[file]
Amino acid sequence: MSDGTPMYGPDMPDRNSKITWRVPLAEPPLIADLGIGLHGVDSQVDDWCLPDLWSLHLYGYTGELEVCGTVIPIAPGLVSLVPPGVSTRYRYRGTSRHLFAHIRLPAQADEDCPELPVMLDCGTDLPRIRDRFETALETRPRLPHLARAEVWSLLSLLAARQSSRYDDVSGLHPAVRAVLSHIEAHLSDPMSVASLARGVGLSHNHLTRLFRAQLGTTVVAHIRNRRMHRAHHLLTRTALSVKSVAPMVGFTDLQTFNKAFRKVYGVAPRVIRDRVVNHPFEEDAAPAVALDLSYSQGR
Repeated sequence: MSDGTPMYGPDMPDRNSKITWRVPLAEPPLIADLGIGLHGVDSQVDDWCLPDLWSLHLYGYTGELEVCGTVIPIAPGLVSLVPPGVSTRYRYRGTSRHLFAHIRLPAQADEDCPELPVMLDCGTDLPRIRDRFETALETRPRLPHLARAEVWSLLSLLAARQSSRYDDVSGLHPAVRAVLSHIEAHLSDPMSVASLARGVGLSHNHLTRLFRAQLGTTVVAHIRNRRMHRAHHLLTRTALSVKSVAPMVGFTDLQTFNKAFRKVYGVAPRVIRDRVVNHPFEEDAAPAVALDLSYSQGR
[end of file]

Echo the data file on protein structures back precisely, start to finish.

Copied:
Amino acid sequence: MSDGTPMYGPDMPDRNSKITWRVPLAEPPLIADLGIGLHGVDSQVDDWCLPDLWSLHLYGYTGELEVCGTVIPIAPGLVSLVPPGVSTRYRYRGTSRHLFAHIRLPAQADEDCPELPVMLDCGTDLPRIRDRFETALETRPRLPHLARAEVWSLLSLLAARQSSRYDDVSGLHPAVRAVLSHIEAHLSDPMSVASLARGVGLSHNHLTRLFRAQLGTTVVAHIRNRRMHRAHHLLTRTALSVKSVAPMVGFTDLQTFNKAFRKVYGVAPRVIRDRVVNHPFEEDAAPAVALDLSYSQGR
Repeated sequence: MSDGTPMYGPDMPDRNSKITWRVPLAEPPLIADLGIGLHGVDSQVDDWCLPDLWSLHLYGYTGELEVCGTVIPIAPGLVSLVPPGVSTRYRYRGTSRHLFAHIRLPAQADEDCPELPVMLDCGTDLPRIRDRFETALETRPRLPHLARAEVWSLLSLLAARQSSRYDDVSGLHPAVRAVLSHIEAHLSDPMSVASLARGVGLSHNHLTRLFRAQLGTTVVAHIRNRRMHRAHHLLTRTALSVKSVAPMVGFTDLQTFNKAFRKVYGVAPRVIRDRVVNHPFEEDAAPAVALDLSYSQGR